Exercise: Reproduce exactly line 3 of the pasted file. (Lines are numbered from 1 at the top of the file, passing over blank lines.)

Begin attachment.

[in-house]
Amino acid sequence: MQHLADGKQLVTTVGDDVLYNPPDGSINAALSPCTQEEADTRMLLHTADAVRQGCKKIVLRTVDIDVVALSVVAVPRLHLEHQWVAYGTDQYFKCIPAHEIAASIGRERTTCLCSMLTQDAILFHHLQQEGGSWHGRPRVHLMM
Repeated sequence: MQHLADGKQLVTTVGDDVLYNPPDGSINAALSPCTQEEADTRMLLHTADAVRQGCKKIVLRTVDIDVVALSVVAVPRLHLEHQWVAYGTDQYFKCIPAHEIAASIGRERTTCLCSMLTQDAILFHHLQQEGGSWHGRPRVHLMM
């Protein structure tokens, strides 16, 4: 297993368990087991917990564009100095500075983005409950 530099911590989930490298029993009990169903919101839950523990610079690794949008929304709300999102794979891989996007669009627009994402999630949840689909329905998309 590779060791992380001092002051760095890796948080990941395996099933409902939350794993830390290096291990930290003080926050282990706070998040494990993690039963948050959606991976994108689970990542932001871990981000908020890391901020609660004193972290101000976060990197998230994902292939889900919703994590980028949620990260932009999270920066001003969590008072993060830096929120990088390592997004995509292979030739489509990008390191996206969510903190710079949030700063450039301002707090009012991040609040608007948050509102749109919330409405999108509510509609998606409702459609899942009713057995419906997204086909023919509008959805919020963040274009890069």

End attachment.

Repeated sequence: MQHLADGKQLVTTVGDDVLYNPPDGSINAALSPCTQEEADTRMLLHTADAVRQGCKKIVLRTVDIDVVALSVVAVPRLHLEHQWVAYGTDQYFKCIPAHEIAASIGRERTTCLCSMLTQDAILFHHLQQEGGSWHGRPRVHLMM